• Written by Andrew Davis
  • Posted on Oct 28, 2021
  • Articles

Cattle on Hungerford Common

The cattle that graze on the ancient pastures of Hungerford Common are at risk of being hit by cars, especially those being driven at excessive speed at night.  There have been four accidents in the past ten weeks, three in the past week as the nights draw in.  One accident resulted in the animal having to be destroyed on the spot, the others in various injuries.  There is a minority of locals who cause the damage and then complain that cattle should not be allowed on the road.  The Town and Manor of Hungerford and the Liberty of Sanden Fee, to give the correct title, dates back to John of Gaunt in the 14th century, along with associated common land.  The inhabitants of the town are fortunate indeed to have recreation on such open pastures, which are kept looking as they are because of the grazing of cattle.  Indeed, it is illegal under Commons Law to have internal fences on commons.  The highways department of West Berkshire Council have declined to take any further action to reduce speeds on the roads so the ancient regime is at risk from the unacceptable behaviour of a few selfish, ignorant drivers.

Heather Burning Challenge

The High Court has dismissed a judicial review of Defra’s Heather and Grass Burning (England) Regulations 2021 brought by Wild Justice.  Heather burning is allowed under the regulations between October and April on shallow peat and, in very exceptional circumstances, on deeper peat.  Having listened to evidence of the major benefits brought by muirburn, not least in reducing wild fires, the judge dismissed the case, an attempt to ban the practice.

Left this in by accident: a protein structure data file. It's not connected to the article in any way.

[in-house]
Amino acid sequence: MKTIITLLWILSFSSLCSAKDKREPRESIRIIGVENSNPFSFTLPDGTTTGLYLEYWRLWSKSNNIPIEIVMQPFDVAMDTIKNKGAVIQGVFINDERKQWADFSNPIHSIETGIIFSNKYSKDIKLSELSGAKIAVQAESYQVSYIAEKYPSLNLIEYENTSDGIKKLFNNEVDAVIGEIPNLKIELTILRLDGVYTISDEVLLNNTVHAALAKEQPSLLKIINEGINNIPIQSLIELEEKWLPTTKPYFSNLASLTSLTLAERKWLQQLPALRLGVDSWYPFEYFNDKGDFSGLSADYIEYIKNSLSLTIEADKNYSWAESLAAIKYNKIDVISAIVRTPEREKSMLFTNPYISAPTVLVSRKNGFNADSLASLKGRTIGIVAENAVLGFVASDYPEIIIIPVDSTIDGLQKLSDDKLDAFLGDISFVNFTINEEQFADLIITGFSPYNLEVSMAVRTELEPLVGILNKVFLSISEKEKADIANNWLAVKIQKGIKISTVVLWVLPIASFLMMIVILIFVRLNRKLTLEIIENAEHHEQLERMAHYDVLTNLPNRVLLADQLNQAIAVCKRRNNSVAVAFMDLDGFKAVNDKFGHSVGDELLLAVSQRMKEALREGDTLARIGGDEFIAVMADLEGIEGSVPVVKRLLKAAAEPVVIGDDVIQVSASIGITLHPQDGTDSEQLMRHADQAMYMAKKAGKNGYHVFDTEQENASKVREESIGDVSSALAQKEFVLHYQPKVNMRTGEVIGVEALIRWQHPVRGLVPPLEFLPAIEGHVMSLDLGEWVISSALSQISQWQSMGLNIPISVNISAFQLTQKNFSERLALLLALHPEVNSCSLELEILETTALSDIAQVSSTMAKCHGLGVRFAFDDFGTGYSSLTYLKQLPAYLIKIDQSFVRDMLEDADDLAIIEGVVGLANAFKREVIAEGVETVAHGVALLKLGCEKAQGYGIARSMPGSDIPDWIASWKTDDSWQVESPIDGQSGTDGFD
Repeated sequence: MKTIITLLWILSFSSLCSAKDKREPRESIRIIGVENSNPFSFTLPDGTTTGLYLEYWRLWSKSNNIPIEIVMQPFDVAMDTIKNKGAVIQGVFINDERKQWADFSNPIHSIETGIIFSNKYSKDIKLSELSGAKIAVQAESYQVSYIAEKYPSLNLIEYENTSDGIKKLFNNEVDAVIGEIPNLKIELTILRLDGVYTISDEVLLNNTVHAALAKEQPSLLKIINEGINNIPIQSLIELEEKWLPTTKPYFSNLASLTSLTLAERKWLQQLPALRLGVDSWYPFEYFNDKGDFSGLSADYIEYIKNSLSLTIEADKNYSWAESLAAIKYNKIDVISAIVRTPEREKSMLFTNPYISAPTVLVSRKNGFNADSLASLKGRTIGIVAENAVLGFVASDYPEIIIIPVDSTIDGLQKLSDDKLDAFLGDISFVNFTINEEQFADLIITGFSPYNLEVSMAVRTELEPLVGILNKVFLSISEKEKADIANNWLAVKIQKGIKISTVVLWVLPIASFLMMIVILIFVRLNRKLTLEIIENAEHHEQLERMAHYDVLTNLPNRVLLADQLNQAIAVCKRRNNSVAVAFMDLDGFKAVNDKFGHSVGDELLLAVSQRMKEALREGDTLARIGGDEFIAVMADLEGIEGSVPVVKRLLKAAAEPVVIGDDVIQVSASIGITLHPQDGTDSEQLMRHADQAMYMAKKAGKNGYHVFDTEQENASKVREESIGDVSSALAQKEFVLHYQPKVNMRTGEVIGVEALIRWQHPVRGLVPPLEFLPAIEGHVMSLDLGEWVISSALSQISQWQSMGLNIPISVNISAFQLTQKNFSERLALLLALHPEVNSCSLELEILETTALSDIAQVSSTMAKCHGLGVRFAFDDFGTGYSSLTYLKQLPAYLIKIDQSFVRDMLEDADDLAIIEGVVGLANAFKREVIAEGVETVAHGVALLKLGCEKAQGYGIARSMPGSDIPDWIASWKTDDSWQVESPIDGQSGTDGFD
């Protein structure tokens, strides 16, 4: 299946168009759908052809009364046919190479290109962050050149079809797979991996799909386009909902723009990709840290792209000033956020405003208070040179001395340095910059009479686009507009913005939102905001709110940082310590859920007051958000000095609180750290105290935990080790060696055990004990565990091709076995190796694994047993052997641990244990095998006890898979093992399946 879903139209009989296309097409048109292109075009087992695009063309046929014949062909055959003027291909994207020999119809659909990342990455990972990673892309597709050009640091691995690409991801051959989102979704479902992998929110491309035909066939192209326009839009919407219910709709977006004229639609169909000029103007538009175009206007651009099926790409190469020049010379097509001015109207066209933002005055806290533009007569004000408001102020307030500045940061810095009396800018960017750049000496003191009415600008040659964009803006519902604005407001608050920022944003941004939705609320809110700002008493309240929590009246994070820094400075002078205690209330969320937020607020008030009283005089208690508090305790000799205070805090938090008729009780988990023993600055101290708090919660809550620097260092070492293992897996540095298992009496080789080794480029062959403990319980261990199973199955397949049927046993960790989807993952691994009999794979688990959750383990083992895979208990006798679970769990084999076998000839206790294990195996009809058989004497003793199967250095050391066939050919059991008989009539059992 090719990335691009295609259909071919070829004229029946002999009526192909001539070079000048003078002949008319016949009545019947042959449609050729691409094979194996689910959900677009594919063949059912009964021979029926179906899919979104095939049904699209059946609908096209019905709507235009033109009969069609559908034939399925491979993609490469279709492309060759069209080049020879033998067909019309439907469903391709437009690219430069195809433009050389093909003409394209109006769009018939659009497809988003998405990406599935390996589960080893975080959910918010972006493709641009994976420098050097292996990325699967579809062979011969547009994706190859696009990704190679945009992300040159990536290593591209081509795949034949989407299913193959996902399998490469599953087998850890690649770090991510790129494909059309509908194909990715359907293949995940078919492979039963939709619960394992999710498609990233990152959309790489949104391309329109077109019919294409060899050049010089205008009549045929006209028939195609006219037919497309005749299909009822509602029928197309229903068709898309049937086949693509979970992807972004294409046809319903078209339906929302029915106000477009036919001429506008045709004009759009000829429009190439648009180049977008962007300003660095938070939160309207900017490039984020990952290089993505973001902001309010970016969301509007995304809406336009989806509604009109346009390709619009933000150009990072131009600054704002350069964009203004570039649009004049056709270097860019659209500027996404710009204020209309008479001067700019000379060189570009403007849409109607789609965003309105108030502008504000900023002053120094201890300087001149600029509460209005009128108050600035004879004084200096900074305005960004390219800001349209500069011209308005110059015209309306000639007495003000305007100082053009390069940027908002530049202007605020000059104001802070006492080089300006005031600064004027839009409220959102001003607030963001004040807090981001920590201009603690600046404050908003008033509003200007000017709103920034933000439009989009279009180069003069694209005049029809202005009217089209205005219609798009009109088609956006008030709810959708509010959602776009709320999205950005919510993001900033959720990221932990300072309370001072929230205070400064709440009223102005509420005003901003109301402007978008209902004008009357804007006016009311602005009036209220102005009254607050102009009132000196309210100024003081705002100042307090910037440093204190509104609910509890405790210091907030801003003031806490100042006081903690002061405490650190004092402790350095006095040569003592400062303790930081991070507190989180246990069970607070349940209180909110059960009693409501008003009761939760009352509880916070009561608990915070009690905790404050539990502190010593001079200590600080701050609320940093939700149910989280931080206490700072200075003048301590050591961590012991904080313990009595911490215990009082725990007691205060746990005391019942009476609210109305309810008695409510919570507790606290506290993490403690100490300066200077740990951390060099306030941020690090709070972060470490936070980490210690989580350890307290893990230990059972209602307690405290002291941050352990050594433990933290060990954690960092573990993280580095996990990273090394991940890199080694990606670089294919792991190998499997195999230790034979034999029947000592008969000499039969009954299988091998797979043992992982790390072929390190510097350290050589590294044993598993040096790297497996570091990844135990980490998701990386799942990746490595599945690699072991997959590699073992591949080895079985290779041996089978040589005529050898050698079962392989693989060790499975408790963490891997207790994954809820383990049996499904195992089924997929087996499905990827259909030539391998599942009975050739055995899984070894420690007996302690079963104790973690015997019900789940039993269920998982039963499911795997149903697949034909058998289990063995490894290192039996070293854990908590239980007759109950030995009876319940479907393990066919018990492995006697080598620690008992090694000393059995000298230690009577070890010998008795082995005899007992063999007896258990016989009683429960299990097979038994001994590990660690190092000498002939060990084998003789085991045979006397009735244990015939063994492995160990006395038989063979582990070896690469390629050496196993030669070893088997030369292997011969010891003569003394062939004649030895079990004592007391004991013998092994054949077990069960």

New Zealand Trade Deal

A trade deal with New Zealand covering beef and lamb has been warmly welcomed by farmers in New Zealand but greeted with dismay by those in Britain.  There is a transition of 15 years during which quotas are gradually increased until there are no tariffs whatever.  The fact that one party is delighted, the other disappointed tends to suggest that it is hardly a balanced agreement!

Standards Pledge

However, the Government has pledged to uphold British standards of animal welfare and environmental protection in new trade deals.  There will be an independent watchdog to ensure that new trade deals meet commitments on health, welfare and quality standards, effectively a strengthening of the existing Trade and Agriculture Commission.